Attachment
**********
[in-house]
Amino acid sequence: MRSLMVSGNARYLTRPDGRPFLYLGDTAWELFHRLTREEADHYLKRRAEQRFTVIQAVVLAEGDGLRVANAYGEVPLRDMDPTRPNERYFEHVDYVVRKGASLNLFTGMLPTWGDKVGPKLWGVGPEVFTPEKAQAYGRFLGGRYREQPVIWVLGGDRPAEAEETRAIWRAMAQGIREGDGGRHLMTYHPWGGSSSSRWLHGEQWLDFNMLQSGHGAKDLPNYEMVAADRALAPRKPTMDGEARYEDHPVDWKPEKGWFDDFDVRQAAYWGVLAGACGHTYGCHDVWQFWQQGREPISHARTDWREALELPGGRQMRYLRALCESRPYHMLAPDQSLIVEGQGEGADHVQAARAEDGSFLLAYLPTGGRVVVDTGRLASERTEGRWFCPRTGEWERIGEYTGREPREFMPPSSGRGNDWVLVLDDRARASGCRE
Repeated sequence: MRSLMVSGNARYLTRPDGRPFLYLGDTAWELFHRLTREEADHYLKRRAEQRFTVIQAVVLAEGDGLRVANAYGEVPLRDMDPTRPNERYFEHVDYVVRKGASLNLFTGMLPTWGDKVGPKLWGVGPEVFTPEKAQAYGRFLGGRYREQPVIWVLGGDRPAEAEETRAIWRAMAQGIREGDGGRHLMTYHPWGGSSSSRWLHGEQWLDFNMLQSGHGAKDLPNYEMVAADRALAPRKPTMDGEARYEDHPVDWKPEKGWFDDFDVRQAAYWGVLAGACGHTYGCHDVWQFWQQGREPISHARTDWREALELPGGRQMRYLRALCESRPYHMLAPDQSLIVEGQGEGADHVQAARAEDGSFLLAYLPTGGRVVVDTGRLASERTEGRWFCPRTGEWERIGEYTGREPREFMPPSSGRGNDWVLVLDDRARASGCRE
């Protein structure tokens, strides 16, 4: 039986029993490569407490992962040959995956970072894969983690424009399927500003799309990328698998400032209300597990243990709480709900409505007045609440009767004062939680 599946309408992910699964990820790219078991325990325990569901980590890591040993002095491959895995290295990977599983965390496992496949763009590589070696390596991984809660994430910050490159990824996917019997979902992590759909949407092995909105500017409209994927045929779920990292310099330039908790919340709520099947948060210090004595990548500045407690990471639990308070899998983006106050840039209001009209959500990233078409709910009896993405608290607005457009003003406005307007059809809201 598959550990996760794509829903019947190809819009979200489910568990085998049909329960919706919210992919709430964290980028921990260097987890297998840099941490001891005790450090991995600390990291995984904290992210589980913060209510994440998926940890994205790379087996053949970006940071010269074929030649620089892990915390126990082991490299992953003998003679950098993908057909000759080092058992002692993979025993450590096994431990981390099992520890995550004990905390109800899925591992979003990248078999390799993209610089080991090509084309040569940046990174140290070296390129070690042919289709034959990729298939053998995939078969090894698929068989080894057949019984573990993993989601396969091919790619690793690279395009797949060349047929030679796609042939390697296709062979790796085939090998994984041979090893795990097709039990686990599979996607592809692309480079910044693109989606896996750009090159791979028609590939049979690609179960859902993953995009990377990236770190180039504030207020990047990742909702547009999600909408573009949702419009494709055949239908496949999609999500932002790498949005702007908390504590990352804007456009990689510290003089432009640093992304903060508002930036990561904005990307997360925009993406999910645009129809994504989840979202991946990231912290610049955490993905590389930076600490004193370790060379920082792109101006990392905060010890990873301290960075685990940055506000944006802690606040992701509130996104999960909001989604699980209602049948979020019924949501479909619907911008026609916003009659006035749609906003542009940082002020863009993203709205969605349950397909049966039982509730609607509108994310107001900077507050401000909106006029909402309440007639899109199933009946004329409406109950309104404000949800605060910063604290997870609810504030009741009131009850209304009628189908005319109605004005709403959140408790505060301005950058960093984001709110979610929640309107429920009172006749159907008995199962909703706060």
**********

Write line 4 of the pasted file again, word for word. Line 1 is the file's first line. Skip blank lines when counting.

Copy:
């Protein structure tokens, strides 16, 4: 039986029993490569407490992962040959995956970072894969983690424009399927500003799309990328698998400032209300597990243990709480709900409505007045609440009767004062939680 599946309408992910699964990820790219078991325990325990569901980590890591040993002095491959895995290295990977599983965390496992496949763009590589070696390596991984809660994430910050490159990824996917019997979902992590759909949407092995909105500017409209994927045929779920990292310099330039908790919340709520099947948060210090004595990548500045407690990471639990308070899998983006106050840039209001009209959500990233078409709910009896993405608290607005457009003003406005307007059809809201 598959550990996760794509829903019947190809819009979200489910568990085998049909329960919706919210992919709430964290980028921990260097987890297998840099941490001891005790450090991995600390990291995984904290992210589980913060209510994440998926940890994205790379087996053949970006940071010269074929030649620089892990915390126990082991490299992953003998003679950098993908057909000759080092058992002692993979025993450590096994431990981390099992520890995550004990905390109800899925591992979003990248078999390799993209610089080991090509084309040569940046990174140290070296390129070690042919289709034959990729298939053998995939078969090894698929068989080894057949019984573990993993989601396969091919790619690793690279395009797949060349047929030679796609042939390697296709062979790796085939090998994984041979090893795990097709039990686990599979996607592809692309480079910044693109989606896996750009090159791979028609590939049979690609179960859902993953995009990377990236770190180039504030207020990047990742909702547009999600909408573009949702419009494709055949239908496949999609999500932002790498949005702007908390504590990352804007456009990689510290003089432009640093992304903060508002930036990561904005990307997360925009993406999910645009129809994504989840979202991946990231912290610049955490993905590389930076600490004193370790060379920082792109101006990392905060010890990873301290960075685990940055506000944006802690606040992701509130996104999960909001989604699980209602049948979020019924949501479909619907911008026609916003009659006035749609906003542009940082002020863009993203709205969605349950397909049966039982509730609607509108994310107001900077507050401000909106006029909402309440007639899109199933009946004329409406109950309104404000949800605060910063604290997870609810504030009741009131009850209304009628189908005319109605004005709403959140408790505060301005950058960093984001709110979610929640309107429920009172006749159907008995199962909703706060």